Apple just released the second big update to Snow Leopard with Mac OS X 10.6.2. You can fire up Software Update right now to grab the good, which on my system looks to be about 500 MB in size. Here is a look at some of the fixes
- an issue that might cause your system to logout unexpectedly
- a graphics distortion in Safari Top Sites
- Spotlight search results not showing Exchange contacts
- a problem that prevented authenticating as an administrative user
- issues when using NTFS and WebDAV file servers
- the reliability of menu extras
- an issue with the 4-finger swipe gesture
- an issue that causes Mail to quit unexpectedly when setting up an Exchange server
- Address Book becoming unresponsive when editing
- a problem adding images to contacts in Address Book
- an issue that prevented opening files downloaded from the Internet
- Safari plug-in reliability
- general reliability improvements for iWork, iLife, Aperture, Final Cut Studio, MobileMe, and iDisk
- an issue that caused data to be deleted when using a guest account
There’s a lot there, and that’s without mention of the rumored killing of Intel Atom support in 10.6.2 as well. If you are running OS X on a Hackintosh, you may want to wait and see how this plays out. As for the rest of you, get to downloading!
Yesterday, Apple released Apple TV 3.0, the first “major” release for the device in about two years. The company has often referred to the Apple TV as a hobby, as opposed to a real business. That said, there are a few nice additions that can be found in the Apple TV 3.0 update, so we give you a full walkthrough of the device, giving you a sampling of some of the new hotness.
Some of the standout features are the obviously redesigned home screen. Instead of the centered grid, you get a full screen menu that makes it easier to navigate right to the content that you want. I mean, it’s nice, but it seems to be the biggest visual upgrade to the device, which we think is in need of a hardware refresh. You also score Genius DJ playlist abilities, nice for parties and such, but I rock a Sonos system, so it doesn’t really appeal to me personally. Same goes for Internet radio, but it is there as a feature, and it’s nice. The one we like is the addition of iTunes Extras and iTunes LP content. We are fans of the iTunes LP, so being able to see it on an HDTV, which is where we think it shines, is also “nice.”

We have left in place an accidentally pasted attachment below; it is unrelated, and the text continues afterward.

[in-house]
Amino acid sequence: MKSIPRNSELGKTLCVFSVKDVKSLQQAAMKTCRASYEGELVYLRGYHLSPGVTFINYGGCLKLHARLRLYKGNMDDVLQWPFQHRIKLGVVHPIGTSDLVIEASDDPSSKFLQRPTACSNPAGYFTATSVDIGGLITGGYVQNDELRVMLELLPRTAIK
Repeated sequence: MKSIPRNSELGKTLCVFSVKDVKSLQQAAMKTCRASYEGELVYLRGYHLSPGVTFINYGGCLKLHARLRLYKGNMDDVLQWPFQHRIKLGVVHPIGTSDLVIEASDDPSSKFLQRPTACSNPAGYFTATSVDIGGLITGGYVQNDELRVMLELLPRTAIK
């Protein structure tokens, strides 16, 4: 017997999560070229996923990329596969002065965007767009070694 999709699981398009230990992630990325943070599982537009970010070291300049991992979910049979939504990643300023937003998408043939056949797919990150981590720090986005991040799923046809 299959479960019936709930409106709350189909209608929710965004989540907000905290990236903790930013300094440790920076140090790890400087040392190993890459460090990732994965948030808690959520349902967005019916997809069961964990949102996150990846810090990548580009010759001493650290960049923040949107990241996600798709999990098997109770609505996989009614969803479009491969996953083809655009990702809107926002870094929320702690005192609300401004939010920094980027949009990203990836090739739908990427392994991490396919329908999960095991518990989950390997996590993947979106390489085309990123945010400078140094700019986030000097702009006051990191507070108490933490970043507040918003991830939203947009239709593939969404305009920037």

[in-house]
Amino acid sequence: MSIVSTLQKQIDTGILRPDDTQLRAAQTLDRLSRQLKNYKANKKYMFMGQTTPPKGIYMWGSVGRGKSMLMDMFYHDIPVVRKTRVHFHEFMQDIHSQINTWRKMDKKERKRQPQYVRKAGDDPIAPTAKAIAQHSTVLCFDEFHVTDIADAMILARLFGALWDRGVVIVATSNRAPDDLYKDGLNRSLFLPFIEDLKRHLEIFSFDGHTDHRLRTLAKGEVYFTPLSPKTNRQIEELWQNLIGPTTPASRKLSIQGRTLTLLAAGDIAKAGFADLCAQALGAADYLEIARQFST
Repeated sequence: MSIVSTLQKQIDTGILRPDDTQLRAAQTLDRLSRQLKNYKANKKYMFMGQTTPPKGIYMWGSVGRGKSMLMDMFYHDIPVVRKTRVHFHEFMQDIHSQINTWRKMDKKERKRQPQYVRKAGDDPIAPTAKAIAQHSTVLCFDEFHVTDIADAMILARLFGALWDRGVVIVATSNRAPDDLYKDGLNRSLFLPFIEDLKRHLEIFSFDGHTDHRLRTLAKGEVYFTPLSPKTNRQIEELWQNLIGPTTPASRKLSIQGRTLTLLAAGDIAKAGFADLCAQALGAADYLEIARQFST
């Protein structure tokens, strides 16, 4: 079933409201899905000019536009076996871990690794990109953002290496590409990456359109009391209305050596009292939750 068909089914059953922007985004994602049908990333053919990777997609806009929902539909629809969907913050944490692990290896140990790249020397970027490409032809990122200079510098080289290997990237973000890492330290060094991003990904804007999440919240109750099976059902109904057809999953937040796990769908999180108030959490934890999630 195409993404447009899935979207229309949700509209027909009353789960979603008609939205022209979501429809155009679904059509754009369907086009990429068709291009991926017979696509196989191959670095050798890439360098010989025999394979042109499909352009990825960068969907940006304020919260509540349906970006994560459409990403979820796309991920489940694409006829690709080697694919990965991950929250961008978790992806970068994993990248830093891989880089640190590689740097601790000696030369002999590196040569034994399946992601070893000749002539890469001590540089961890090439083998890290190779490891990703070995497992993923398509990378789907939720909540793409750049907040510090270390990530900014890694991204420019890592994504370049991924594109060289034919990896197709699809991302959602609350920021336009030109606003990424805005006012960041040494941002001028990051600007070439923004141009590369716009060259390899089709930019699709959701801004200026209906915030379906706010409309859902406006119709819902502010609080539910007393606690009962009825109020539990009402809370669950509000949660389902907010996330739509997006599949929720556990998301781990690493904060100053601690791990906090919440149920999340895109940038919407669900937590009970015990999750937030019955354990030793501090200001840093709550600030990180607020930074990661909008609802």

If you are picking up on a trend, you win. This whole 3.0 business is, in a word, “nice.” It isn’t anything more than that. It brings the Apple TV in line with other Apple products, allowing it to do things that other devices can do, and it gets a UI refresh, and the Helvetica font. All well and good, but let’s hope that next time around we get some decent new hardware. In any event, hit the play button for the full tour.
Apple has updated the Mac mini today, giving the two configurations that were previously available a nice bump in the specs department, and also adding a third to the mix, that being a Mac mini server. Starting with the $599 Mac mini, it now sports a 2.26GHz Core 2 Duo processor (previously it was 2GHz,) 2GB RAM (previously 1GB,) and a 160GB HDD (up from 120GB). Next step up from there is the $799 Mac mini, which has a 2.53GHz Core 2 Duo, 4GB RAM, and 320GB HDD.
As for the new server version, it sits in the same enclosure as the other Mac minis, but has no optical drive. Instead, they throw in a second hard drive. So for $999, you get a Mac mini that includes two 500GB drives, includes Snow Leopard Server, 2.53GHz Core 2 Duo processor, 4GB RAM, and GeForce 9400M GPU. Definitely a good idea for a small business where an Xserve might be overkill, or even an advanced home network solution. The new Mac mini is available now.
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Apple’s got more goodness for us today, with their new unibody MacBook. You know, their 13-inch white notebook that seems to have been neglected for the better part of a year? There is much more to this than just a move to the unibody enclosure. The MacBook still starts at $999, and now ships with a 13-inch LED-backlit display, glass multitouch trackpad, and a built-in non-removeable 7 hour battery. On the inside it’s got a 2.26GHz Core 2 Duo processor, 2GB RAM, NVIDIA 9400M GPU, and a 250GB hard drive. The underside is changed as well, now sporting a non-slip rubberized surface. The new MacBook is available now.